Republican legislation that could dramatically reduce the ranks of unionized teachers in Florida passed a key state House committee Tuesday.
- Anti-union legislation on teacher unions passes committee
- Thousands of teachers could be left without union representation
- Dissolution of of unions could "wreak havoc," critics say
The vote clears the way for a floor vote when the 2018 legislative session begins next month.
The measure is being fast-tracked by House leaders. While most bills must pass multiple committees before becoming eligible for floor votes, HB 25 has been assigned to just one panel: the Government Accountability Committee.
The committee's 14-9 vote followed the bill's sole public hearing.
The legislation would enhance the state's ability to dissolve local teacher unions that haven't signed up at least 50 percent of local teachers as members.
Supporters contend a union shouldn't be allowed to represent the interests of rank-and-file teachers if a majority of the teacher population doesn't belong to the union.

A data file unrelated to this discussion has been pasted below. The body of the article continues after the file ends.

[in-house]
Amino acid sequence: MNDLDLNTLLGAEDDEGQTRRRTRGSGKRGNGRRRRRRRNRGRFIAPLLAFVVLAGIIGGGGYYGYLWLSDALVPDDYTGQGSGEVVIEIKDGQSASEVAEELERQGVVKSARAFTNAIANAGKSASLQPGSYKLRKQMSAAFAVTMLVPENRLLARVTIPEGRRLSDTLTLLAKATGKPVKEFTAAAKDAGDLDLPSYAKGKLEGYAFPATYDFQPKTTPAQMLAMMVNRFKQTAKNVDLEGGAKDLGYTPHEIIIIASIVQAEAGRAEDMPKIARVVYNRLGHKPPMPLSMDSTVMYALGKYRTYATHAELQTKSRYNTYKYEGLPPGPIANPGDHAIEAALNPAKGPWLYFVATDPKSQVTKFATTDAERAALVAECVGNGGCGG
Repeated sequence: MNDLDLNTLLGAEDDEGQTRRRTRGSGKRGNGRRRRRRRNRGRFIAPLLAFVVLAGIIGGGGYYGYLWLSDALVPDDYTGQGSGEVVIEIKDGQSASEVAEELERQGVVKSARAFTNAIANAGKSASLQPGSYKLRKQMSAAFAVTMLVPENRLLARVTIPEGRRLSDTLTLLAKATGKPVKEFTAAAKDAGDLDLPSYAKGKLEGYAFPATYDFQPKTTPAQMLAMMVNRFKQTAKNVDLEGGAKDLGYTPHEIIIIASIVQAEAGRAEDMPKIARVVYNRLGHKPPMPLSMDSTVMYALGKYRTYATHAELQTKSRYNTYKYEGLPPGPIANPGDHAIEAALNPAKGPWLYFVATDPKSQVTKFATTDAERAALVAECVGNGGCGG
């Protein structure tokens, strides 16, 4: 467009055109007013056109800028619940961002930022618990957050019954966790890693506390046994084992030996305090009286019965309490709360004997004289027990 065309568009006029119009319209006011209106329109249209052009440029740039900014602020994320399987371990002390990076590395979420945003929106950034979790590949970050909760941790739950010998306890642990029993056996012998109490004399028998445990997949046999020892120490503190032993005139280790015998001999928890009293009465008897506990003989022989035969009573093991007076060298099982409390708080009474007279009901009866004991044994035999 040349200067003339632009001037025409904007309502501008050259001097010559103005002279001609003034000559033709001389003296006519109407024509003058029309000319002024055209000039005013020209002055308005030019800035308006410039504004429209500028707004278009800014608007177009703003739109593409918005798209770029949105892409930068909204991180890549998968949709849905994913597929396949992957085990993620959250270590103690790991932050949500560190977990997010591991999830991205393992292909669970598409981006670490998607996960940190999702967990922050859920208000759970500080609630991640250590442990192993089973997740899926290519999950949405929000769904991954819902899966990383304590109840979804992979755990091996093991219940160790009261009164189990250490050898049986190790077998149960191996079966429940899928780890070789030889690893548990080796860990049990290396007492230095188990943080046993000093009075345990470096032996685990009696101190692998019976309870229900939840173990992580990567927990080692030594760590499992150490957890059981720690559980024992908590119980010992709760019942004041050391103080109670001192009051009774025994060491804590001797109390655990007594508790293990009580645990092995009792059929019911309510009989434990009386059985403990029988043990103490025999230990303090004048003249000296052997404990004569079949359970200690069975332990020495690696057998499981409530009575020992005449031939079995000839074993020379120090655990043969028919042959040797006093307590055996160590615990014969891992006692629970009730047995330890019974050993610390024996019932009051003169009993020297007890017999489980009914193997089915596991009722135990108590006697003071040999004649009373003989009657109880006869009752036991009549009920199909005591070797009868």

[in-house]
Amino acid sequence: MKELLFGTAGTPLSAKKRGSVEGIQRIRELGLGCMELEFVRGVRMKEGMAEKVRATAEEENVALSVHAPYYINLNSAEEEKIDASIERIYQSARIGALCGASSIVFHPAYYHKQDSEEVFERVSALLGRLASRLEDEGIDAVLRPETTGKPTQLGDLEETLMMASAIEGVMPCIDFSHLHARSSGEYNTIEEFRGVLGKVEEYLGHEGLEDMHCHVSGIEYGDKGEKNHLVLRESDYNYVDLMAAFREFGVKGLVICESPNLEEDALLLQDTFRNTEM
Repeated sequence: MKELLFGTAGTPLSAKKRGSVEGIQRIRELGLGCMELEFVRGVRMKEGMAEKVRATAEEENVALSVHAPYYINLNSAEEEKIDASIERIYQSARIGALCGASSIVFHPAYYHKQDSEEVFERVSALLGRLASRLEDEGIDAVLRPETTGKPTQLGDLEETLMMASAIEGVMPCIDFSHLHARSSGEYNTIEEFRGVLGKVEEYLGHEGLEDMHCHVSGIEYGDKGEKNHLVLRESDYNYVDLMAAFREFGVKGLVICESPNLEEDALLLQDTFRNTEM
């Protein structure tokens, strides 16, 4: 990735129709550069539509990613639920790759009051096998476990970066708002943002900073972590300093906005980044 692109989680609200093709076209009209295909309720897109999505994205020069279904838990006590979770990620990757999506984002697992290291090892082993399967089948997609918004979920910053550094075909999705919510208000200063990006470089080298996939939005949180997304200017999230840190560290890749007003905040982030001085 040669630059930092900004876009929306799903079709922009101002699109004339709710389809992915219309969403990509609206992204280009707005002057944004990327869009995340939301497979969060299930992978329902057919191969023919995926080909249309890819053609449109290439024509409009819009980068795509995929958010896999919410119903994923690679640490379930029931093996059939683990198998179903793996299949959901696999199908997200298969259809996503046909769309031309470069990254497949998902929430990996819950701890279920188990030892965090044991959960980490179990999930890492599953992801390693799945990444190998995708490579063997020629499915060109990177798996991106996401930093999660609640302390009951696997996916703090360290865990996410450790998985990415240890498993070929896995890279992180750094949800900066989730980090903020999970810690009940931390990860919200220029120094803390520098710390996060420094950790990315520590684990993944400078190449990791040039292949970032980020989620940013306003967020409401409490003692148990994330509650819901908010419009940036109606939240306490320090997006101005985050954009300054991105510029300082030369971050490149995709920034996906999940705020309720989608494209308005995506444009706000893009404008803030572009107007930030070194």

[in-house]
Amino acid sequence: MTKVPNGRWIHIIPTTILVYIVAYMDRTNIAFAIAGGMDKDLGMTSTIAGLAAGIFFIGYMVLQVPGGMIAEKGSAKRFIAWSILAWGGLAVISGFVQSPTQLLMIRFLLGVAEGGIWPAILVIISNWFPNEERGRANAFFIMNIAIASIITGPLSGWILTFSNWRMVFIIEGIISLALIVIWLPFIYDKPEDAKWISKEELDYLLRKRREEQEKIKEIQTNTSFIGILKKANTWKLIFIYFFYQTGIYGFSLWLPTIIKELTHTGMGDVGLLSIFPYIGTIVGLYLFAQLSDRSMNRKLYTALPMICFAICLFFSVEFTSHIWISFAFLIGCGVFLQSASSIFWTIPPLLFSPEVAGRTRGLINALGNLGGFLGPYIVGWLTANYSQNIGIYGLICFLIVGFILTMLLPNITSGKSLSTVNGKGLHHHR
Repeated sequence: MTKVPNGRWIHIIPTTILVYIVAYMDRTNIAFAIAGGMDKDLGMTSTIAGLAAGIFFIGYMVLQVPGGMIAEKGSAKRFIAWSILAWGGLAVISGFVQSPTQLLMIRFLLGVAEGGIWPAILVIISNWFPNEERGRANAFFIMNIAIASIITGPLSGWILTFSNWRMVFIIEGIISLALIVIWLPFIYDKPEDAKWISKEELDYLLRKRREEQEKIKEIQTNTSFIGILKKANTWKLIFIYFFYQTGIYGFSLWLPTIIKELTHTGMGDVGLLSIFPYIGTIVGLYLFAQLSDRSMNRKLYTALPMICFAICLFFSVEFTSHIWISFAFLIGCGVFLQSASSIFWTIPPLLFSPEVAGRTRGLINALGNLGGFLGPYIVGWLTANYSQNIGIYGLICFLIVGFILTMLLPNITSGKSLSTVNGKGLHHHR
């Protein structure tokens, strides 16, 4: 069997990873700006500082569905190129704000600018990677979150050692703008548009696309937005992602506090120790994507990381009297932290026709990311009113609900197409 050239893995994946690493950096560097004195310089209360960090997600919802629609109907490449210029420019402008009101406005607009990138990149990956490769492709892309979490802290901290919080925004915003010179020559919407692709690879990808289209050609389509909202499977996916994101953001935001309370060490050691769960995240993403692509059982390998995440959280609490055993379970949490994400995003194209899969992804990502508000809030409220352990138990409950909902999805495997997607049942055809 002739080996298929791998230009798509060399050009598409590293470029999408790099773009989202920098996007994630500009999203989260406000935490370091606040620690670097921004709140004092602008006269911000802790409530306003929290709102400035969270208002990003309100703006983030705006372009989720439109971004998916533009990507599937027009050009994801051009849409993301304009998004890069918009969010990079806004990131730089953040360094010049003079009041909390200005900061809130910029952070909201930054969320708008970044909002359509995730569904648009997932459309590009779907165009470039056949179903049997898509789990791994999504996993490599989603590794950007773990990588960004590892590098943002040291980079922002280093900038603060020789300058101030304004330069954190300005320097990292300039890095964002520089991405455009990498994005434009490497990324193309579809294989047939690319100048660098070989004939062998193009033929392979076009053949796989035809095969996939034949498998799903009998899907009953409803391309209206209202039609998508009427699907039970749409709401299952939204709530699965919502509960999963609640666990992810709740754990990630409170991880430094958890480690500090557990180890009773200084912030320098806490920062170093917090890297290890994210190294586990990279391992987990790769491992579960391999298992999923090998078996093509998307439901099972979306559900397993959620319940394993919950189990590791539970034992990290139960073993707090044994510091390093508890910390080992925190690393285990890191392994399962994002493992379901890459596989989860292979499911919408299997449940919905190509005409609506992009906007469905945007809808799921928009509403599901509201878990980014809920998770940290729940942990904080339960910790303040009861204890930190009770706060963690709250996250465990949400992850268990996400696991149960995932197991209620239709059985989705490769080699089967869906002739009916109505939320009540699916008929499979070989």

With many local unions currently failing to meet that threshold, thousands of teachers could be left without union representation.
Weakening the political sway of the unions' statewide umbrella organization, the Florida Education Association, has been a top priority for House Speaker Richard Corcoran (R-Land O'Lakes).
"The teachers' union is fixated on halting innovation and competition in education," Corcoran told his chamber at his swearing-in ceremony last year.
"They are literally trying to destroy the lives of a hundred thousand children."
Increased dissolution of local unions could wreak havoc on teachers' professional lives, critics warn.
Without collective bargaining negotiations between union representatives and district administrators, the fiscal and policy contours of teacher contracts would largely be decided by bureaucrats.
"This is politics at its best," said Florida Education Association President Joanne McCall. "We should want those of us that are with the students on a regular basis and the administration that's handling the money, we should make the decisions that matter to our students. It shouldn't be folks here (in the legislature)."
But House Republicans take issue with that notion, arguing they were elected to make decisions regarding education policy. And the feeling of contempt union officials have for them is, it seems, mutual.
"It is downright evil," Corcoran has said of the FEA's agenda.